Agreed. It all comes down to properly analysing the design - as long as the taken actions are the same, it can be handled by one TryCatch. There is not much point in catching an exception if all you do is rethrowing it higher without adding anything to it or handling it.
It might be that general perception of exceptions and errors is still that they’re bad and letting them bubble up is even worse (hint: it’s not, at least not in and of itself). There are even situations where you WANT the robot to crash/fail gracefully (think network outage - I still sometimes get a confused look after saying “if this happens, robot will do this, this and then crash”).
I’ve also seen situations where there was so much try catching that the root cause of the issue was a pain to find. It’s even more important with workflows, as heavy nesting of activities makes it really, really hard to read ( and with TC, you can see either Try or Catch or Finally which makes it even worse).
I’d say that TryCatch is “by default” recommended on:
- Process step boundaries
- Activities that are known to throw errors even though nothing is wrong (think OCR -> “Scrape returned empty text”)
Everything else is a case-by-case, usually because there is an identified (and that’s the key) need to handle this particular activity failing and do something with it in this particular point in the process. And that’s actually not that often as one might think.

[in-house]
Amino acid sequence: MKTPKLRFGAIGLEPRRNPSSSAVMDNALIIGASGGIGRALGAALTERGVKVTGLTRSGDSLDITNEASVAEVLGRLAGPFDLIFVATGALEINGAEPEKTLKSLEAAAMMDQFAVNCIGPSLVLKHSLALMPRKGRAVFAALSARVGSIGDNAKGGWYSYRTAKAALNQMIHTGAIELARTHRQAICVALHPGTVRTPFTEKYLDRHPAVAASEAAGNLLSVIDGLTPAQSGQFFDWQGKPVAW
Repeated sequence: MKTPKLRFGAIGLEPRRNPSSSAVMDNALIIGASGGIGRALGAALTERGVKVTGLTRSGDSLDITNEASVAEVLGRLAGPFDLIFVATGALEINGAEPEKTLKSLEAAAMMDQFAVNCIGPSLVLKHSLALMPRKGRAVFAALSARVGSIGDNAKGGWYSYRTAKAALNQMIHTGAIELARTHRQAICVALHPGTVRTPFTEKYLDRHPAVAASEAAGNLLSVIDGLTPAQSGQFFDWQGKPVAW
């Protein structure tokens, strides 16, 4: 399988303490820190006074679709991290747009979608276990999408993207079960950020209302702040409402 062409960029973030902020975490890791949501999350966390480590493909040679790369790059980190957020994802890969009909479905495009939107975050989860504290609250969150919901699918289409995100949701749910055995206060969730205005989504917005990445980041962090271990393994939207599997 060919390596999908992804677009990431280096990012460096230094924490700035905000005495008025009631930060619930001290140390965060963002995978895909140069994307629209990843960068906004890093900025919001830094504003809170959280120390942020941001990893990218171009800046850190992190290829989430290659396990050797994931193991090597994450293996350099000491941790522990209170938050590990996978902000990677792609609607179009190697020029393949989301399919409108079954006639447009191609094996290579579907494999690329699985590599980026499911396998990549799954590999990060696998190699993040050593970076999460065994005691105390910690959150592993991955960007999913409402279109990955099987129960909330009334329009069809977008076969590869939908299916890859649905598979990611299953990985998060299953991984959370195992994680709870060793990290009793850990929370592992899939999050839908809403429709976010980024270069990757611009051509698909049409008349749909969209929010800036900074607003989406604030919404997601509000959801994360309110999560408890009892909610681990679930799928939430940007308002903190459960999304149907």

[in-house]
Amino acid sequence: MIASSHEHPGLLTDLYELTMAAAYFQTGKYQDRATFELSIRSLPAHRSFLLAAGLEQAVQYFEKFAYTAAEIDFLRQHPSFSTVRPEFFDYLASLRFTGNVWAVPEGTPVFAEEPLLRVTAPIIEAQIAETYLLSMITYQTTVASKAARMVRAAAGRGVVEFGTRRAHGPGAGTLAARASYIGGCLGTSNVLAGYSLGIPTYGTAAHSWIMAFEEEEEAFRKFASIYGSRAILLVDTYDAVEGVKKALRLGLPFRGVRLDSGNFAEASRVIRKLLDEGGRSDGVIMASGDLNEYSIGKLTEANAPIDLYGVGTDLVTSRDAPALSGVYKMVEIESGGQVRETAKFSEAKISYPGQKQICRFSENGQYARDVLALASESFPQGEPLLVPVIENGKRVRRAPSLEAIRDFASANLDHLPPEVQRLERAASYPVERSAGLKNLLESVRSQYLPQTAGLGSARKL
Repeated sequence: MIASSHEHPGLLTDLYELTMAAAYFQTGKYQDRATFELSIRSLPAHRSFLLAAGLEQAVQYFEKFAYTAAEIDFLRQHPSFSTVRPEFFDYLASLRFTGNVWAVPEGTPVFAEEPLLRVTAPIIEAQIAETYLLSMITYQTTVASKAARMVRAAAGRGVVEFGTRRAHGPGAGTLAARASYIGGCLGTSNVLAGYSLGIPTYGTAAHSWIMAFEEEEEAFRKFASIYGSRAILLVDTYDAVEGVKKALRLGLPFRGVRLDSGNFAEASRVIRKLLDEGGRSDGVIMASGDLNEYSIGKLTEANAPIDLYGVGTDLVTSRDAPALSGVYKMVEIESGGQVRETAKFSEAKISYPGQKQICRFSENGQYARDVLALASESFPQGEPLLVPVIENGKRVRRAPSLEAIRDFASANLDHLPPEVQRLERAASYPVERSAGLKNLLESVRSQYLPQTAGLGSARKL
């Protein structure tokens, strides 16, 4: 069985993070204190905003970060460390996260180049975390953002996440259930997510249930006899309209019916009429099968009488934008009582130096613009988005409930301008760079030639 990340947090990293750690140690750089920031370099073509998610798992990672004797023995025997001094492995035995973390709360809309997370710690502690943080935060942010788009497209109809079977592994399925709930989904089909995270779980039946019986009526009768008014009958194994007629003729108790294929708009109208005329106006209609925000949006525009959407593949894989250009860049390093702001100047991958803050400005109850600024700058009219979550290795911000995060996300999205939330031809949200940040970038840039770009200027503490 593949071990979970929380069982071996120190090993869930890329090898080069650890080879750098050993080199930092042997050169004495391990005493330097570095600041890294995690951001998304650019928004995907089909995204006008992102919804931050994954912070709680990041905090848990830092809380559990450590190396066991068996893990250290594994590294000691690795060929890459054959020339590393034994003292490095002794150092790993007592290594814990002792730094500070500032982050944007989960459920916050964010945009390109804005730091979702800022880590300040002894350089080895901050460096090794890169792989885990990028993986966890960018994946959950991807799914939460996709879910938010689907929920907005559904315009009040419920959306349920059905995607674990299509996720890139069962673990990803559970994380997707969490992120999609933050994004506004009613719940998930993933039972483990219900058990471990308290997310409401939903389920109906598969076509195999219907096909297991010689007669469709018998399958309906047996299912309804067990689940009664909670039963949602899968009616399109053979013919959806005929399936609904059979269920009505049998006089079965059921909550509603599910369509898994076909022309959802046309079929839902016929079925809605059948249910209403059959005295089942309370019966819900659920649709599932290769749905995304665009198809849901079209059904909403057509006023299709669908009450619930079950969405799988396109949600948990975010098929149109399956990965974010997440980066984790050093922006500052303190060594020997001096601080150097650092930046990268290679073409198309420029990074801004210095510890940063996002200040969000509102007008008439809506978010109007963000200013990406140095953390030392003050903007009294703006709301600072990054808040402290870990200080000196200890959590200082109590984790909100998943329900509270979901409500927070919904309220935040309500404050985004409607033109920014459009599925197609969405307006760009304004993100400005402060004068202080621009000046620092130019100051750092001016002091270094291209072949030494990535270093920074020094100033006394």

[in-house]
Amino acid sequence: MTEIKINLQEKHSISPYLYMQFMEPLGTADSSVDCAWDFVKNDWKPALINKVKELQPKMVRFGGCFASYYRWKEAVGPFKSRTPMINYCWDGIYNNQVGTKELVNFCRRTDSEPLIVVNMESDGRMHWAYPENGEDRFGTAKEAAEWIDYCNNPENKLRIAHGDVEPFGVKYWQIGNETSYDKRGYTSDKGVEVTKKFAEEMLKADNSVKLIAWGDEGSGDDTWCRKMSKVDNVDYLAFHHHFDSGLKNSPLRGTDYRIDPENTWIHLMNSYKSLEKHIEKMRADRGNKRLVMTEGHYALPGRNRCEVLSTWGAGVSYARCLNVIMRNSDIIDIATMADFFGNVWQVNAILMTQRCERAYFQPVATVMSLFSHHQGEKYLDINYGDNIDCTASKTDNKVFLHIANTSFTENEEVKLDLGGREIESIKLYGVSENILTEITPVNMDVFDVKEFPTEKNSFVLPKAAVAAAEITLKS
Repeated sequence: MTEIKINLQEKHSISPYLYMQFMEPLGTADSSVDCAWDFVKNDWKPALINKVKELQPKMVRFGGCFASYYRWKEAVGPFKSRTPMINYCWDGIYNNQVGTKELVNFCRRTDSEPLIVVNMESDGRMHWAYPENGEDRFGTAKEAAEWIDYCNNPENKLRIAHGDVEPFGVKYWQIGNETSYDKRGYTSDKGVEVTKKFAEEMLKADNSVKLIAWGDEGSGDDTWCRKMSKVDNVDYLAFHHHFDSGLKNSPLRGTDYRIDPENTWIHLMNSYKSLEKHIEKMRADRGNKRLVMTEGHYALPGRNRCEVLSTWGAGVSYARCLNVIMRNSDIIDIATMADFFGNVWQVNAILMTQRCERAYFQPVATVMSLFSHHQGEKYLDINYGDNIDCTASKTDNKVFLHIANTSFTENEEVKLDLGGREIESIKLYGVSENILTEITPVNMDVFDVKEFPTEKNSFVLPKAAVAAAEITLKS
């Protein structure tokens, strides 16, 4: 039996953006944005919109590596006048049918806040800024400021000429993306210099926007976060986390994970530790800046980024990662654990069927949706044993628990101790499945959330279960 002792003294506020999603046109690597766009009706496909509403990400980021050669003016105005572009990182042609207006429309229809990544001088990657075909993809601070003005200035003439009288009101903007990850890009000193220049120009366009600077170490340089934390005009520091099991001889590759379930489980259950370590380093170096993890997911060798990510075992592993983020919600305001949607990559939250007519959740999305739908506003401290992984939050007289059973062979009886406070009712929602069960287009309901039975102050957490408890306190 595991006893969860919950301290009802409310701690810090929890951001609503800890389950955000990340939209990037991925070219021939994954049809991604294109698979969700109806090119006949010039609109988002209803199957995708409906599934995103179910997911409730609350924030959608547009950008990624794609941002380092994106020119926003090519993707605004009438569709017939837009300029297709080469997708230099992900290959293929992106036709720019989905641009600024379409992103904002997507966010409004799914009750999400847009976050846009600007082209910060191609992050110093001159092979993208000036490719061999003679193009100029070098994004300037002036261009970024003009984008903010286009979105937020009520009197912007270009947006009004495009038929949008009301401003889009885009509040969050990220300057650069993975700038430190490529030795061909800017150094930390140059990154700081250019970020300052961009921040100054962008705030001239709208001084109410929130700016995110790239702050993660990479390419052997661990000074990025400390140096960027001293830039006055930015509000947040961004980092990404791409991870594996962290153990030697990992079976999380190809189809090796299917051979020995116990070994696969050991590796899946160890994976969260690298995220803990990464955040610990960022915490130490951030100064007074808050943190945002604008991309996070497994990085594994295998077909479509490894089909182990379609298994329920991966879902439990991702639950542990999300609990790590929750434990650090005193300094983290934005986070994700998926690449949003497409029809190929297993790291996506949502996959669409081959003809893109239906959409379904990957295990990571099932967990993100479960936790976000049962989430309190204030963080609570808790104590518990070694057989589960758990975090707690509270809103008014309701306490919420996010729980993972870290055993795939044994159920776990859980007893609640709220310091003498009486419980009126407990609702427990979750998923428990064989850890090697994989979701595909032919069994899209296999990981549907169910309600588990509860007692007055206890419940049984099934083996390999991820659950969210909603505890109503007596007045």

It might also be that the robots are still developed in a waterfall model, where you try to anticipate everything that could go wrong within the processing and design to that. I’m finding iteration based design much more efficient, especially since it usually doesn’t take long to do each part and run it through for testing.
It would be even better if there would be a Compensate part in the Retry (as in actions that will revert the state of the application so that another try is possible).
A thing that gets much less spotlight is that with each retry, dev is extending the time boundaries one transaction can take. That’s one thing that actually makes me still use standard looping sometimes instead of Retry - I want to clearly know which try works.
A real life example: a form often fails to open in the target app - we added retrying (3 tries). After analysing the work afterwards, it has been seen that the last retry never worked (literal never), but was still consuming time. With using Retry, this decision would not be possible (or at least much harder to find) and we would still be wasting time on something that doesn’t give any benefit.